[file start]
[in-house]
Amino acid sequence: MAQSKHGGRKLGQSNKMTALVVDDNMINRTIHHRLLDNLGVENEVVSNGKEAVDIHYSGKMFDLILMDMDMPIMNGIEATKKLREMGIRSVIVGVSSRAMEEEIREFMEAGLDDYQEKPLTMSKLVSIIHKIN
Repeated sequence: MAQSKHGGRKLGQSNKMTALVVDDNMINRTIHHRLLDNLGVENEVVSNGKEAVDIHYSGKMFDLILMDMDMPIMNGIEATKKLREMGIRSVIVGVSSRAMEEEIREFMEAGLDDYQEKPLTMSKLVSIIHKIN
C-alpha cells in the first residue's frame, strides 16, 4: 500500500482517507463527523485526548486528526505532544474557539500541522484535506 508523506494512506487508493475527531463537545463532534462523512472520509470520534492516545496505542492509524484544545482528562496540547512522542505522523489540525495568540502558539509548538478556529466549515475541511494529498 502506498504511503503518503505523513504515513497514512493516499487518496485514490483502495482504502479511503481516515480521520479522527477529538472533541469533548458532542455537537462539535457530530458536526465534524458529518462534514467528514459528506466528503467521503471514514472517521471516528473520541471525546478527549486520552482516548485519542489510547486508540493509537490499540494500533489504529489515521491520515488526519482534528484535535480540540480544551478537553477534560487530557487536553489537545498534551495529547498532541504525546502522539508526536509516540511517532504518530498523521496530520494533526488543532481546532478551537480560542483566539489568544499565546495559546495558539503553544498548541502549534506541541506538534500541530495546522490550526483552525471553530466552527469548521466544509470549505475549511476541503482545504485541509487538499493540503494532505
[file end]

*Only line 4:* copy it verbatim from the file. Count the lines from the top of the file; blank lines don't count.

C-alpha cells in the first residue's frame, strides 16, 4: 500500500482517507463527523485526548486528526505532544474557539500541522484535506 508523506494512506487508493475527531463537545463532534462523512472520509470520534492516545496505542492509524484544545482528562496540547512522542505522523489540525495568540502558539509548538478556529466549515475541511494529498 502506498504511503503518503505523513504515513497514512493516499487518496485514490483502495482504502479511503481516515480521520479522527477529538472533541469533548458532542455537537462539535457530530458536526465534524458529518462534514467528514459528506466528503467521503471514514472517521471516528473520541471525546478527549486520552482516548485519542489510547486508540493509537490499540494500533489504529489515521491520515488526519482534528484535535480540540480544551478537553477534560487530557487536553489537545498534551495529547498532541504525546502522539508526536509516540511517532504518530498523521496530520494533526488543532481546532478551537480560542483566539489568544499565546495559546495558539503553544498548541502549534506541541506538534500541530495546522490550526483552525471553530466552527469548521466544509470549505475549511476541503482545504485541509487538499493540503494532505